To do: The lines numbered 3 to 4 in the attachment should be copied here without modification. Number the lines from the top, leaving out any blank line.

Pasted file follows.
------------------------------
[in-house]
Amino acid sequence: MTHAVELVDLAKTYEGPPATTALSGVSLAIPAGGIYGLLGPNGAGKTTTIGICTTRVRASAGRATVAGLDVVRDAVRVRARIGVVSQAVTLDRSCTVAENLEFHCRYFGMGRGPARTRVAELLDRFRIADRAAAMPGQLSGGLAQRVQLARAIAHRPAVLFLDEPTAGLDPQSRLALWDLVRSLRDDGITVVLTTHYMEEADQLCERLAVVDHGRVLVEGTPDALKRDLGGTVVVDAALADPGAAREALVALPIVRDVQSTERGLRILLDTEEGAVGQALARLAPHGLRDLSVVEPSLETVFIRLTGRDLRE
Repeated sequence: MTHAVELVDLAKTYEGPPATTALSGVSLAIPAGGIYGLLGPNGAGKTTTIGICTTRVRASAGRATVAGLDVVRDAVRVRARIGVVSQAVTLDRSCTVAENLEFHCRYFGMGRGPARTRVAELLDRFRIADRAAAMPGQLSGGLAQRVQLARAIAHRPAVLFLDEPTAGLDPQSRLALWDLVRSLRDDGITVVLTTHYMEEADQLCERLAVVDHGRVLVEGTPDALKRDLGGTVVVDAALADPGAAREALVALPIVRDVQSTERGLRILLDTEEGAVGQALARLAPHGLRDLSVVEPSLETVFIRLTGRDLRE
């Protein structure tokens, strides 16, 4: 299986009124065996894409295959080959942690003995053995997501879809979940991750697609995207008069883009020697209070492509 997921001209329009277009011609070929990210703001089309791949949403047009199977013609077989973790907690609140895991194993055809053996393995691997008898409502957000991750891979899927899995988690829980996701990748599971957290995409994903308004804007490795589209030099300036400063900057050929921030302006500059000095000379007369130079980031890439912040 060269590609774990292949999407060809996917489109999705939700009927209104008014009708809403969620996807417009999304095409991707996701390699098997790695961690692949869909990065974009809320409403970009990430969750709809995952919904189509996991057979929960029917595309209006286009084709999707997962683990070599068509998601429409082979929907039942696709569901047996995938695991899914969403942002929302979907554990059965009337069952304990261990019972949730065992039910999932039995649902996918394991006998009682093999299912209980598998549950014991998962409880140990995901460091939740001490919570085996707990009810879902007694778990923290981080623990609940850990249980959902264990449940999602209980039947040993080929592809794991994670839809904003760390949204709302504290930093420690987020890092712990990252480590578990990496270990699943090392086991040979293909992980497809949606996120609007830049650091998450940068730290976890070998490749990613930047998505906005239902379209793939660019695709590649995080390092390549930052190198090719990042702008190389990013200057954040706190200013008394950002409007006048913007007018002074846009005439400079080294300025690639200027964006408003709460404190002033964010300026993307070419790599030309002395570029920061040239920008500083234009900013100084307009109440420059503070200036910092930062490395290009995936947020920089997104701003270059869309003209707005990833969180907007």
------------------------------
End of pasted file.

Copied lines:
Repeated sequence: MTHAVELVDLAKTYEGPPATTALSGVSLAIPAGGIYGLLGPNGAGKTTTIGICTTRVRASAGRATVAGLDVVRDAVRVRARIGVVSQAVTLDRSCTVAENLEFHCRYFGMGRGPARTRVAELLDRFRIADRAAAMPGQLSGGLAQRVQLARAIAHRPAVLFLDEPTAGLDPQSRLALWDLVRSLRDDGITVVLTTHYMEEADQLCERLAVVDHGRVLVEGTPDALKRDLGGTVVVDAALADPGAAREALVALPIVRDVQSTERGLRILLDTEEGAVGQALARLAPHGLRDLSVVEPSLETVFIRLTGRDLRE
């Protein structure tokens, strides 16, 4: 299986009124065996894409295959080959942690003995053995997501879809979940991750697609995207008069883009020697209070492509 997921001209329009277009011609070929990210703001089309791949949403047009199977013609077989973790907690609140895991194993055809053996393995691997008898409502957000991750891979899927899995988690829980996701990748599971957290995409994903308004804007490795589209030099300036400063900057050929921030302006500059000095000379007369130079980031890439912040 060269590609774990292949999407060809996917489109999705939700009927209104008014009708809403969620996807417009999304095409991707996701390699098997790695961690692949869909990065974009809320409403970009990430969750709809995952919904189509996991057979929960029917595309209006286009084709999707997962683990070599068509998601429409082979929907039942696709569901047996995938695991899914969403942002929302979907554990059965009337069952304990261990019972949730065992039910999932039995649902996918394991006998009682093999299912209980598998549950014991998962409880140990995901460091939740001490919570085996707990009810879902007694778990923290981080623990609940850990249980959902264990449940999602209980039947040993080929592809794991994670839809904003760390949204709302504290930093420690987020890092712990990252480590578990990496270990699943090392086991040979293909992980497809949606996120609007830049650091998450940068730290976890070998490749990613930047998505906005239902379209793939660019695709590649995080390092390549930052190198090719990042702008190389990013200057954040706190200013008394950002409007006048913007007018002074846009005439400079080294300025690639200027964006408003709460404190002033964010300026993307070419790599030309002395570029920061040239920008500083234009900013100084307009109440420059503070200036910092930062490395290009995936947020920089997104701003270059869309003209707005990833969180907007």